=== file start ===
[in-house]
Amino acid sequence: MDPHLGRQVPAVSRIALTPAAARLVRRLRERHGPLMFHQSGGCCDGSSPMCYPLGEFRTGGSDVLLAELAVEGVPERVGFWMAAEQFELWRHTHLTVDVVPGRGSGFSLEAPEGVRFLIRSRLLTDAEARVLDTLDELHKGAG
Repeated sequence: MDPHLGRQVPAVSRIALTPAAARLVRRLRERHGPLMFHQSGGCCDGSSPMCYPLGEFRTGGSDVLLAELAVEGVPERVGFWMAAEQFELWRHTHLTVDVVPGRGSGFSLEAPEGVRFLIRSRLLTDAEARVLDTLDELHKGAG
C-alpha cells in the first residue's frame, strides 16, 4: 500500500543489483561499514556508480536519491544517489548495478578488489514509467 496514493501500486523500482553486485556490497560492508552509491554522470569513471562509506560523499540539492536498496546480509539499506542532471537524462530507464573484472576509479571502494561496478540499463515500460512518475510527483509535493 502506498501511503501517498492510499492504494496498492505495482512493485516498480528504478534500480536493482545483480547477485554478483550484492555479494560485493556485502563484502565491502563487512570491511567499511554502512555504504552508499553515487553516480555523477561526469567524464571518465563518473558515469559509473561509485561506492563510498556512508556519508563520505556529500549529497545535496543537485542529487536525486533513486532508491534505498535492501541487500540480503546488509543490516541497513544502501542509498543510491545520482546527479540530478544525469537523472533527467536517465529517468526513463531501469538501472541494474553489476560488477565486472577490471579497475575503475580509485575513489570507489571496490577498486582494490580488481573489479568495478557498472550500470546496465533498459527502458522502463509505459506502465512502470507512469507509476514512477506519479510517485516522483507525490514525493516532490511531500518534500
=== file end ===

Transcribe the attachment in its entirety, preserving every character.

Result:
[in-house]
Amino acid sequence: MDPHLGRQVPAVSRIALTPAAARLVRRLRERHGPLMFHQSGGCCDGSSPMCYPLGEFRTGGSDVLLAELAVEGVPERVGFWMAAEQFELWRHTHLTVDVVPGRGSGFSLEAPEGVRFLIRSRLLTDAEARVLDTLDELHKGAG
Repeated sequence: MDPHLGRQVPAVSRIALTPAAARLVRRLRERHGPLMFHQSGGCCDGSSPMCYPLGEFRTGGSDVLLAELAVEGVPERVGFWMAAEQFELWRHTHLTVDVVPGRGSGFSLEAPEGVRFLIRSRLLTDAEARVLDTLDELHKGAG
C-alpha cells in the first residue's frame, strides 16, 4: 500500500543489483561499514556508480536519491544517489548495478578488489514509467 496514493501500486523500482553486485556490497560492508552509491554522470569513471562509506560523499540539492536498496546480509539499506542532471537524462530507464573484472576509479571502494561496478540499463515500460512518475510527483509535493 502506498501511503501517498492510499492504494496498492505495482512493485516498480528504478534500480536493482545483480547477485554478483550484492555479494560485493556485502563484502565491502563487512570491511567499511554502512555504504552508499553515487553516480555523477561526469567524464571518465563518473558515469559509473561509485561506492563510498556512508556519508563520505556529500549529497545535496543537485542529487536525486533513486532508491534505498535492501541487500540480503546488509543490516541497513544502501542509498543510491545520482546527479540530478544525469537523472533527467536517465529517468526513463531501469538501472541494474553489476560488477565486472577490471579497475575503475580509485575513489570507489571496490577498486582494490580488481573489479568495478557498472550500470546496465533498459527502458522502463509505459506502465512502470507512469507509476514512477506519479510517485516522483507525490514525493516532490511531500518534500